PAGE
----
Hep C can damage your liver, cause liver cancer and even death. Ask your doctor for the test and the cure. If you have been tested and still engage in behavior that puts you at risk you should ask and act again.
The CDC recommends that all adults age 18 and older get tested for Hep C at least once in their lifetimes. A Hepatitis C test consists of a blood test called an HCV antibody test to find out whether someone has ever been infected with the Hepatitis C virus. The test works by searching for antibodies to the Hepatitis C virus, which are released into the bloodstream when someone becomes infected. Sometimes test results can take anywhere from a few days to a few weeks to come back. However, some facilities offer rapid anti-HCV tests and the results of these tests are available in 20 to 30 minutes.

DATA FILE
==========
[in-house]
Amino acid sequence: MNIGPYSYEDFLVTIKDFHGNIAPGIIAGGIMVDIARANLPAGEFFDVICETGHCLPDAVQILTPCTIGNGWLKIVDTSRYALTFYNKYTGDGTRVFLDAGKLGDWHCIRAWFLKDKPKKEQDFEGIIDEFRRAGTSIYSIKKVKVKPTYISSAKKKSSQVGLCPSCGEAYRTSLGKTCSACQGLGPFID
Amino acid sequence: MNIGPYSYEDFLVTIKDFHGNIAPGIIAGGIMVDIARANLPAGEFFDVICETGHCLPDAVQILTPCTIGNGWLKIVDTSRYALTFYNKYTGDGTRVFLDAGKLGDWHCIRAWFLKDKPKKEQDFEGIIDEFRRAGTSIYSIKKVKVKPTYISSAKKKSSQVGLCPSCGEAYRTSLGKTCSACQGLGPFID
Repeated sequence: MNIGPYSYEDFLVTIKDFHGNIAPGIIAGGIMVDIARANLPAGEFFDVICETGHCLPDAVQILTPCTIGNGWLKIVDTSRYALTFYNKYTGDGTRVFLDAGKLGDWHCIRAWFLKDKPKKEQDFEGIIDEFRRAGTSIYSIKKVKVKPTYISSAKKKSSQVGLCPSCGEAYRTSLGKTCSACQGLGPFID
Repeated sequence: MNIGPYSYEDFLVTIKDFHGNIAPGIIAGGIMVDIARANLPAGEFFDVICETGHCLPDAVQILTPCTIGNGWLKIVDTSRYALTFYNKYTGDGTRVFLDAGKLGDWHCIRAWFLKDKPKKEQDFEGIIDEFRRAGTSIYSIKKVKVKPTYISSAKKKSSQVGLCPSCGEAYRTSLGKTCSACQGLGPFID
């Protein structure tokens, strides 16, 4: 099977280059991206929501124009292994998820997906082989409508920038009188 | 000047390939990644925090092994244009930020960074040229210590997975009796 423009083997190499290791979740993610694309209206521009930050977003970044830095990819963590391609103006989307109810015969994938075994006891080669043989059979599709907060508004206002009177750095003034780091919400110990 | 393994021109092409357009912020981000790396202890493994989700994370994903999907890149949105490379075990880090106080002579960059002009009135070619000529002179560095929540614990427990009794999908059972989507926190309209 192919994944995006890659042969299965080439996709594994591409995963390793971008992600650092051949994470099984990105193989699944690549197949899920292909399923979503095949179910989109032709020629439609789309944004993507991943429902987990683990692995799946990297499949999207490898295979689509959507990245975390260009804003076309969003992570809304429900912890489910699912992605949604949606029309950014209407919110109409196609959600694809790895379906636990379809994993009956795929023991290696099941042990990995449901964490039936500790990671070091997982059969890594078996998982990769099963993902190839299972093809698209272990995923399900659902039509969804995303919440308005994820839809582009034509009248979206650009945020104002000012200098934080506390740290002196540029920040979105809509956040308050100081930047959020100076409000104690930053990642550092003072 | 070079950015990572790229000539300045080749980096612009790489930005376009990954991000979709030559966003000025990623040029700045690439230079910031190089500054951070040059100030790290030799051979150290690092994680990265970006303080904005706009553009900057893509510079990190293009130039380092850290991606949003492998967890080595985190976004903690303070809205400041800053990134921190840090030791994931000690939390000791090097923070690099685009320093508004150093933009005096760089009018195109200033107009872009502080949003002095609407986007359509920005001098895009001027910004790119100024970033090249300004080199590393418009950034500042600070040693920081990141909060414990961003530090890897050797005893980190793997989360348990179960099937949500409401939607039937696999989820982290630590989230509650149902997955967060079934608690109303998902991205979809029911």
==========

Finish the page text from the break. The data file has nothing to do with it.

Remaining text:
Once you have been infected, you will always have antibodies in your blood. This is true whether you have been cured or still have the virus. As a result, a test can be “reactive” or “positive,” which means you have been infected with the virus at some point in time. A reactive or positive antibody test does not necessarily mean that you currently have Hepatitis C, so a follow-up test is needed. A “non-reactive” test means that you are not actively infected with the Hepatitis C virus.
If your antibody test is reactive or positive, you will need a follow-up test to see if you currently have the virus. This test is called a nucleic acid test (NAT) for HCV RNA, also known as the PCR test. If the HCV RNA Test (or PCR test) is negative, it means that you were infected with the Hepatitis C virus at some point in your life, but you were cured or you cleared the virus naturally. If the test is positive, you currently have the virus in your blood and are infectious, meaning you can spread the virus to others.
If you have a reactive antibody test and a positive NAT for HCV RNA, you need to talk to a doctor about treatment. Treatments are available that can cure most people in 8–12 weeks when taken as prescribed.